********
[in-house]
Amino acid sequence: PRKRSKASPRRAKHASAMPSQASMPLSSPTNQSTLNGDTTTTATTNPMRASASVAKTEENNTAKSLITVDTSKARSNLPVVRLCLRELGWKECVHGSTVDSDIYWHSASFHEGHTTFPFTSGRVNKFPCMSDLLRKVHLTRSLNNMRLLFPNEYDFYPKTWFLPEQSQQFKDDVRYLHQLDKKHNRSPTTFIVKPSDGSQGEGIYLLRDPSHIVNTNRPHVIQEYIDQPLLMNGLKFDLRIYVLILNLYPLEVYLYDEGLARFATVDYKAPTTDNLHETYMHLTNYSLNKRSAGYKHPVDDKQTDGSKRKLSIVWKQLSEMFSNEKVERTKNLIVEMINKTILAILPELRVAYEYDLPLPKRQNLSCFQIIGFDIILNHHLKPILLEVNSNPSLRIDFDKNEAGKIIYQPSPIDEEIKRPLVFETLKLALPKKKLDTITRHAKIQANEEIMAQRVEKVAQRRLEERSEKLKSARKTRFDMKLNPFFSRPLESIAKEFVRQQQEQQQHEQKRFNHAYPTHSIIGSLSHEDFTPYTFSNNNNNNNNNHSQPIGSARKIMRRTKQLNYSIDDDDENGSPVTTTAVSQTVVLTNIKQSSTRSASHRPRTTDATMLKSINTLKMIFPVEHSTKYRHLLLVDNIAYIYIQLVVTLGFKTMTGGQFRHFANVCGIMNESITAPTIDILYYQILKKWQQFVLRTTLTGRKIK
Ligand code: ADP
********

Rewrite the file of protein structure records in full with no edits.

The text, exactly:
[in-house]
Amino acid sequence: PRKRSKASPRRAKHASAMPSQASMPLSSPTNQSTLNGDTTTTATTNPMRASASVAKTEENNTAKSLITVDTSKARSNLPVVRLCLRELGWKECVHGSTVDSDIYWHSASFHEGHTTFPFTSGRVNKFPCMSDLLRKVHLTRSLNNMRLLFPNEYDFYPKTWFLPEQSQQFKDDVRYLHQLDKKHNRSPTTFIVKPSDGSQGEGIYLLRDPSHIVNTNRPHVIQEYIDQPLLMNGLKFDLRIYVLILNLYPLEVYLYDEGLARFATVDYKAPTTDNLHETYMHLTNYSLNKRSAGYKHPVDDKQTDGSKRKLSIVWKQLSEMFSNEKVERTKNLIVEMINKTILAILPELRVAYEYDLPLPKRQNLSCFQIIGFDIILNHHLKPILLEVNSNPSLRIDFDKNEAGKIIYQPSPIDEEIKRPLVFETLKLALPKKKLDTITRHAKIQANEEIMAQRVEKVAQRRLEERSEKLKSARKTRFDMKLNPFFSRPLESIAKEFVRQQQEQQQHEQKRFNHAYPTHSIIGSLSHEDFTPYTFSNNNNNNNNNHSQPIGSARKIMRRTKQLNYSIDDDDENGSPVTTTAVSQTVVLTNIKQSSTRSASHRPRTTDATMLKSINTLKMIFPVEHSTKYRHLLLVDNIAYIYIQLVVTLGFKTMTGGQFRHFANVCGIMNESITAPTIDILYYQILKKWQQFVLRTTLTGRKIK
Ligand code: ADP